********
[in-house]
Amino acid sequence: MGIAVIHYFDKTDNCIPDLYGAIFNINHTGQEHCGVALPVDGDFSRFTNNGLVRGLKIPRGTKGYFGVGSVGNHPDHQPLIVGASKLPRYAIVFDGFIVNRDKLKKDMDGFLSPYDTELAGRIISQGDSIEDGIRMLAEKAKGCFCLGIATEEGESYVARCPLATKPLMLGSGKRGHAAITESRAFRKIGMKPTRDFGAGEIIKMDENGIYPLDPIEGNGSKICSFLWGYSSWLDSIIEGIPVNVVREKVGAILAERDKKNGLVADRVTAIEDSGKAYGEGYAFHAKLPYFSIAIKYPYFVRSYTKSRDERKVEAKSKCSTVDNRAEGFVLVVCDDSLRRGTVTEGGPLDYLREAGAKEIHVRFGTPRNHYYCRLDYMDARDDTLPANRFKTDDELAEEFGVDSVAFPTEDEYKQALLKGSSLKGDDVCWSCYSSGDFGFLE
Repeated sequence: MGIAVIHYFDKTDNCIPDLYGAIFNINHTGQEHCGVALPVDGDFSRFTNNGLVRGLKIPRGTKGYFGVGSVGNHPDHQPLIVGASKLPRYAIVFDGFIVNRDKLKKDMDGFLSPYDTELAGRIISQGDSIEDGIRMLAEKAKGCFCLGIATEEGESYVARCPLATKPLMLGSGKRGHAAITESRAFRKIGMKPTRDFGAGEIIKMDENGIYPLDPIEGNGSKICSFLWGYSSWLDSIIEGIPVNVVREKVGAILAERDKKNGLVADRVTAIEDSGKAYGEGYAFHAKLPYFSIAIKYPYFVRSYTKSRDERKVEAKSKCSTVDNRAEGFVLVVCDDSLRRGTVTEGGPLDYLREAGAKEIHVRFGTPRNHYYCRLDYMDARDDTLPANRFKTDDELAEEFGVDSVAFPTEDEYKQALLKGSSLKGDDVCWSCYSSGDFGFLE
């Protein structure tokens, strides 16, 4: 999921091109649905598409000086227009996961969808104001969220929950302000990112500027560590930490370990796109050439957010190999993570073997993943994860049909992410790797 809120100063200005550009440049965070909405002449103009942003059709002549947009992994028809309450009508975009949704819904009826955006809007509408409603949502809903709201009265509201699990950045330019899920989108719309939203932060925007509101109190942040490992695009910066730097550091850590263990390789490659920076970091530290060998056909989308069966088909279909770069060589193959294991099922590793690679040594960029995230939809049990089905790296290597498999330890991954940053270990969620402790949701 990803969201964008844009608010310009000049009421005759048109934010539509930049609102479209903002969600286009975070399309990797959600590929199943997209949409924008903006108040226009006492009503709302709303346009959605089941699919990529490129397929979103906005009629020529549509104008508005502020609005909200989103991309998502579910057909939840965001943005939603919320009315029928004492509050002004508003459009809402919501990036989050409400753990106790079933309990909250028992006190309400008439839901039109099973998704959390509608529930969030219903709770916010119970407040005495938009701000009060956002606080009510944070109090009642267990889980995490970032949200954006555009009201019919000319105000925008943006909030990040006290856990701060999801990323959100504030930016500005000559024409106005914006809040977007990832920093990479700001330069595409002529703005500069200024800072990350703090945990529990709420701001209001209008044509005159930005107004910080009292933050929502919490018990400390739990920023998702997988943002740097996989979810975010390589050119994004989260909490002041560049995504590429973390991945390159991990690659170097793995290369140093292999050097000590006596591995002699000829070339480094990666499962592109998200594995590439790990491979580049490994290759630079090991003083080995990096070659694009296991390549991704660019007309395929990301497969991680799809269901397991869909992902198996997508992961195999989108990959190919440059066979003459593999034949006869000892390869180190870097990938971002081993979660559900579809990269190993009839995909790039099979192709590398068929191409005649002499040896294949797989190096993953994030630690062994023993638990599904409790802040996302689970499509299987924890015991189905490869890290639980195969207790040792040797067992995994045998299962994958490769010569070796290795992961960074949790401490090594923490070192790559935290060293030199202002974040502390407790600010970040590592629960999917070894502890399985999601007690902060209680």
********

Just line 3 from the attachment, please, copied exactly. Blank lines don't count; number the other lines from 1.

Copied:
Repeated sequence: MGIAVIHYFDKTDNCIPDLYGAIFNINHTGQEHCGVALPVDGDFSRFTNNGLVRGLKIPRGTKGYFGVGSVGNHPDHQPLIVGASKLPRYAIVFDGFIVNRDKLKKDMDGFLSPYDTELAGRIISQGDSIEDGIRMLAEKAKGCFCLGIATEEGESYVARCPLATKPLMLGSGKRGHAAITESRAFRKIGMKPTRDFGAGEIIKMDENGIYPLDPIEGNGSKICSFLWGYSSWLDSIIEGIPVNVVREKVGAILAERDKKNGLVADRVTAIEDSGKAYGEGYAFHAKLPYFSIAIKYPYFVRSYTKSRDERKVEAKSKCSTVDNRAEGFVLVVCDDSLRRGTVTEGGPLDYLREAGAKEIHVRFGTPRNHYYCRLDYMDARDDTLPANRFKTDDELAEEFGVDSVAFPTEDEYKQALLKGSSLKGDDVCWSCYSSGDFGFLE